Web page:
Mar 04, 2022 08:16 PM

China Carbon Watch: Block Trade Prices Hit Record in February Despite Subdued Trading

Month at a glance (February 2022)

China’s national carbon emissions allowance (CEA) market had a quiet February of a total monthly volume of 1.67 million tons, with most of the trading taking place during the last two trading days of the month.

Block trades were absent for most of the month but returned at the month’s end to account for 88.5% of the monthly trading. Since the market’s launch in July 2021, block trades have cumulatively accounted for 83% of the total trading volume.


With the first compliance cycle in the rearview mirror and the market waiting for policy and regulatory news about the addition of newly covered entities, financial market participants, and derivatives products, incentives for the currently covered entities to trade were largely absent. After the weeklong Lunar New Year holiday break, market participants returned with a wait-and-see attitude.

Market prices, despite generally accompanied by low trading volumes during the month, maintained the highs achieved during December just ahead of the compliance deadline of Dec. 31. The February monthly volume-weighted average price for all trades was 57.72 yuan per ton ($9.14 per ton), well above the 2021 annual average of 42.85 yuan per ton, and an increase of 10.5% over the January average.

Block trade prices set an all-time daily record during the month with a volume-weighted average price of 59 yuan per ton on Feb. 25, surpassing its open market transactions counterpart for the first time on record.

Policy updates

• Chinese regulators published a development plan for financial standardization for the 14th Five-Year Plan period (2021 to 2025).

On Feb. 8, the People’s Bank of China, the State Administration for Market Regulation, the China Banking and Insurance Regulatory Commission, and the China Securities Regulatory Commission jointly published the development plan aiming to build “a standards system befitting a modern financial system” by 2025. The plan outlines four areas which can benefit from standardization:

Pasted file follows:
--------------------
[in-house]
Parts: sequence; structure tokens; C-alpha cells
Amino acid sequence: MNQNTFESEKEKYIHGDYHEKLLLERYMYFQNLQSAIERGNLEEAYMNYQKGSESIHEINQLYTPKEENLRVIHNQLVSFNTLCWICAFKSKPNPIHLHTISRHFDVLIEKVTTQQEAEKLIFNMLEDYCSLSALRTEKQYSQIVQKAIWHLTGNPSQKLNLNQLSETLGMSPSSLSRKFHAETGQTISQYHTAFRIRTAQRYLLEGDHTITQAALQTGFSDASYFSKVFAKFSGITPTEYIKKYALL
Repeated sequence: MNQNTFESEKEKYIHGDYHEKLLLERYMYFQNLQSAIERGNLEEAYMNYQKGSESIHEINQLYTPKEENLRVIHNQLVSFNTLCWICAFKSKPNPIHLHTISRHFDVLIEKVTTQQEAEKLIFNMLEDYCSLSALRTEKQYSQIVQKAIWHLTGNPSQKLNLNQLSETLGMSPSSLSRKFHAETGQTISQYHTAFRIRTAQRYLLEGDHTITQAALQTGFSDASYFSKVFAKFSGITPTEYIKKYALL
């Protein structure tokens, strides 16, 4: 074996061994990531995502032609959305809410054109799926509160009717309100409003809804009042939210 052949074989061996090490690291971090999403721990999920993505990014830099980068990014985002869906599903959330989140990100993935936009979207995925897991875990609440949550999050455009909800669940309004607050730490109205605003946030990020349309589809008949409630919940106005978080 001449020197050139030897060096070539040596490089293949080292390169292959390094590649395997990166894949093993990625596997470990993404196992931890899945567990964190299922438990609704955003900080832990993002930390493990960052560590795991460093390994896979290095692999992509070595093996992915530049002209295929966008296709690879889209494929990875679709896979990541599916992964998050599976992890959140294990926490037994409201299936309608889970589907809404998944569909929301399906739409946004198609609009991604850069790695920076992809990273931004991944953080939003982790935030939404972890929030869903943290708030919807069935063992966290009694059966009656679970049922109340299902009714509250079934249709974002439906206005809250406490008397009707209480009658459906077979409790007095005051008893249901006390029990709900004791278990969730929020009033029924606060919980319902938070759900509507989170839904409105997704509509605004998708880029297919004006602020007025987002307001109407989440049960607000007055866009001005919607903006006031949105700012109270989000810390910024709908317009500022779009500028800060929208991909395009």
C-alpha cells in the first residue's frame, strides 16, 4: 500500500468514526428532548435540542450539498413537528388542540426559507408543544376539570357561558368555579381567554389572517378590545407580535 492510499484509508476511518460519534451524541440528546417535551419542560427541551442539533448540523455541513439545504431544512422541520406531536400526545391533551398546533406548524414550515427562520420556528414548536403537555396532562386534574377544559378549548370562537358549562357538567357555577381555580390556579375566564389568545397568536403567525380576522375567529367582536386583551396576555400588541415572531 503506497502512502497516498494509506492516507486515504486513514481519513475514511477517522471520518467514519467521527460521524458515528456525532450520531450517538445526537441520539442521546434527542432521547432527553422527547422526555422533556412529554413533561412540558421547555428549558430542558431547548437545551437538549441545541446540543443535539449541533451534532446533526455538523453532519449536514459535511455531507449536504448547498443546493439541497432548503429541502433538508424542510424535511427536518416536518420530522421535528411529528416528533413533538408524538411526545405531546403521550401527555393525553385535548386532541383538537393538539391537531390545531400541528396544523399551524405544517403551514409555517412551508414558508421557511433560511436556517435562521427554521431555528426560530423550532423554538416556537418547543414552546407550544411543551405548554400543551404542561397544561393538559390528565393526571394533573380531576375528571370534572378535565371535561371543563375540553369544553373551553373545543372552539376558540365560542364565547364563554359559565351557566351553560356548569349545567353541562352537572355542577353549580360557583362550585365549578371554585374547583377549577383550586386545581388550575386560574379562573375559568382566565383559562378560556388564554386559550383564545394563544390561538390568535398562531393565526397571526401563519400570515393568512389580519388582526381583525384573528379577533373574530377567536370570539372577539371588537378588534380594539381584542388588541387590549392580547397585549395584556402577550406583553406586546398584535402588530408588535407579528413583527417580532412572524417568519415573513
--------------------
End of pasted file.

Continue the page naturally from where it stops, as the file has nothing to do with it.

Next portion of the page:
1) Modern financial management

2) Financial market system development

3) Financial products and services innovation

4) The financial industry’s digital ecosystem development

Regarding financial innovation, the plan lists, among others, the following major work areas: developing a unified green bond standards system, accelerating the development of environmental information disclosure standards for public and debt-issuing companies, developing carbon emissions verification standards for financial institutions, and establishing a standards system for ESG evaluation.

• China publishes the 2022 version of the Implementation Guidelines for Energy Conservation and Carbon Reduction for Key Sectors of High-Energy-Consumption Industries

On Feb. 11, the National Development and Reform Commission, the Ministry of Industry and Information Technology, the Ministry of Ecology and Environment, and the National Energy Administration jointly published the guidelines, aiming to:

1) Guide transformation and upgrade

2) Strengthen research in key technologies

3) Promote concentrated development

4) Accelerate the elimination of outdated technology and production capacity

The guidelines cover 17 key sectors, including the building and construction, non-ferrous metals, and steel production industries. These three high-energy-consumption industries are widely expected to be covered next by the national CEA trading system.

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